For me, being trans was like… this sounds silly, but kind of like cooking? I tried new gender expressions until I found something that I loved. I tasted femininity, and masculinity, and androgyny, and I mixed things together until I found the perfect recipe for my happiness. I didn’t know what I was missing before, but now, I can’t imagine my life without my transition.

I think it’s possible that I might have gone on living my life as a cisgender woman if I hadn’t gone to college, and maybe I would have been okay. But it would never have compared to the happiness I found when I transitioned. It doesn’t matter if I figured this out at age 4 or age 18 – it’s still who I am, regardless of how soon or in what ways I arrived at that truth.

 

If you aren’t a man or a woman, what is your sexual orientation?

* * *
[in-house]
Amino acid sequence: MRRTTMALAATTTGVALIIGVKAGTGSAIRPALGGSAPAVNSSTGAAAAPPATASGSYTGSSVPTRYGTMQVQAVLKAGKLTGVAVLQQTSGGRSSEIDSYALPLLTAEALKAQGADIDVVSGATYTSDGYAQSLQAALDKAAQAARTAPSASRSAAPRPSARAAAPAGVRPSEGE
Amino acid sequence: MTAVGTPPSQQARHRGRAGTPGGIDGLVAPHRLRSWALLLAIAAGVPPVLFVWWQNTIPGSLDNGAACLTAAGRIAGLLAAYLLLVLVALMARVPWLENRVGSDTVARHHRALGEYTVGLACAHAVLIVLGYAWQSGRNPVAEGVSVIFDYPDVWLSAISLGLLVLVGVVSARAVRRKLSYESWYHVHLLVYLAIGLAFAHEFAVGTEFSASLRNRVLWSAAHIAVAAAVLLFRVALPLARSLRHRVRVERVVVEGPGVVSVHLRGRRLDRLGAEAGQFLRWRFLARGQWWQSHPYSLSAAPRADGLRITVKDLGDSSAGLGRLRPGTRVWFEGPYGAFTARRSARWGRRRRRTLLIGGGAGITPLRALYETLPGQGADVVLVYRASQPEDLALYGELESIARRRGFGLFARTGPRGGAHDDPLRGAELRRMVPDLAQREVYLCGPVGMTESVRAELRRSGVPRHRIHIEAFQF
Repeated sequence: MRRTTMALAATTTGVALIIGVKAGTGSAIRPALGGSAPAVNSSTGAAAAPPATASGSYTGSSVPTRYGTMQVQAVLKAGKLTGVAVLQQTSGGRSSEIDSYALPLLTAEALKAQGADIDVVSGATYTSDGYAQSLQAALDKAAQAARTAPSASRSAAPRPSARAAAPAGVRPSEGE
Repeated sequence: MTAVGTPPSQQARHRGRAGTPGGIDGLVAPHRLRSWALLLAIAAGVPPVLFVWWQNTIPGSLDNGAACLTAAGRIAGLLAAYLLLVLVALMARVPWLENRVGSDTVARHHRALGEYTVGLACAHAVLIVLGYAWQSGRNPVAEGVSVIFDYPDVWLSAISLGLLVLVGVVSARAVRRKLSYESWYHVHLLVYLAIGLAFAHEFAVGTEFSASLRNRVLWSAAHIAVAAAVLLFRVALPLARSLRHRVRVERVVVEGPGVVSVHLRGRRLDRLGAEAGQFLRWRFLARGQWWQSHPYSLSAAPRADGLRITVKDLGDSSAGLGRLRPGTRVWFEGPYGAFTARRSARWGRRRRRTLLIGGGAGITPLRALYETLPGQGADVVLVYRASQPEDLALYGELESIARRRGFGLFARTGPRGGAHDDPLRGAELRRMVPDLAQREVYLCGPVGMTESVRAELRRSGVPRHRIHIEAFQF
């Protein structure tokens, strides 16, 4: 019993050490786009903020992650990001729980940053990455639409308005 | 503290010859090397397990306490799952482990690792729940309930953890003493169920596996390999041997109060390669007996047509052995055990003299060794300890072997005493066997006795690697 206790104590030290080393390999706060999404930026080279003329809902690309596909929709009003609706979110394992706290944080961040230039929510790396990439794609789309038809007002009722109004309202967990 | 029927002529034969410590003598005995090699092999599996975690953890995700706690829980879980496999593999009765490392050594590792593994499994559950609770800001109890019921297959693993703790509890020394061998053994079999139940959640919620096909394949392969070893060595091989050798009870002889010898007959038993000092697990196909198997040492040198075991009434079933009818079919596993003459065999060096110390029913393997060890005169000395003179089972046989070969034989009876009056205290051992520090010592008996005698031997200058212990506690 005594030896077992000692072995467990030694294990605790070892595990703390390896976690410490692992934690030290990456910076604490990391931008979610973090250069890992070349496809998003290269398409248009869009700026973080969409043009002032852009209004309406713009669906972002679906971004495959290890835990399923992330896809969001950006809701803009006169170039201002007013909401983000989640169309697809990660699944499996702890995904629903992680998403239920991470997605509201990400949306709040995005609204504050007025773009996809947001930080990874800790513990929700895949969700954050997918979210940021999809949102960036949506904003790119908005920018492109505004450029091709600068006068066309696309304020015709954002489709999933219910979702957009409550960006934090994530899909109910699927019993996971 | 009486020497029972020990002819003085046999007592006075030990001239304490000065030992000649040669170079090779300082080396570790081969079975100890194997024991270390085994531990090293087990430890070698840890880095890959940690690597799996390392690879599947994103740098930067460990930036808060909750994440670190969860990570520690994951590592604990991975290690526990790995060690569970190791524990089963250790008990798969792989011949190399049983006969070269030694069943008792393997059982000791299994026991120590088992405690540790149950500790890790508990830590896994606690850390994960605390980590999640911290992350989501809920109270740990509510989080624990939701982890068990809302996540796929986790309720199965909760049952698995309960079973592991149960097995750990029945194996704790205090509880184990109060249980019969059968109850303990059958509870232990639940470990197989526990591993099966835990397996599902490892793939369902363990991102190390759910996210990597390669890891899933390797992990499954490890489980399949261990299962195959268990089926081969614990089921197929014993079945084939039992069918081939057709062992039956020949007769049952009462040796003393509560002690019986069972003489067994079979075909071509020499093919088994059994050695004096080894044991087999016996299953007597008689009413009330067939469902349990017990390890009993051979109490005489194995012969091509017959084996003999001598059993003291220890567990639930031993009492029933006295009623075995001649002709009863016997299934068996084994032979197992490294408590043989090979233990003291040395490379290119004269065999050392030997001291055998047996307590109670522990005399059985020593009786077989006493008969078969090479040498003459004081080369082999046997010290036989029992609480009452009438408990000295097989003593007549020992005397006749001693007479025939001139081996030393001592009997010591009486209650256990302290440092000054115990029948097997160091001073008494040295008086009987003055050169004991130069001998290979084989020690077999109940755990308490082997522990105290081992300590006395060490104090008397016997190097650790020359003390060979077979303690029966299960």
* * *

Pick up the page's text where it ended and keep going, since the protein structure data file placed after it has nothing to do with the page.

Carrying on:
I think “pansexual” is the closest approximation I have. I’m attracted to all sorts of people, and gender is not a deciding factor for whether or not I’ll date someone.

    

What has been the hardest part of being trans?

Being hated by complete and total strangers simply because I don’t conform to their idea of what I should look like. The constant fear that I’ll be attacked or harassed for looking “too queer.” And the constant anxiety that I’ll be rejected by people I love because they don’t understand or don’t approve of who I’ve become.

Maybe even more difficult than that is grappling with internalized transphobia – these really pervasive, negative attitudes about trans folks that really impact the way that I perceive and treat myself. It’s insidious, it’s hard to describe, but it’s present and something that I’m still working to undo, even now.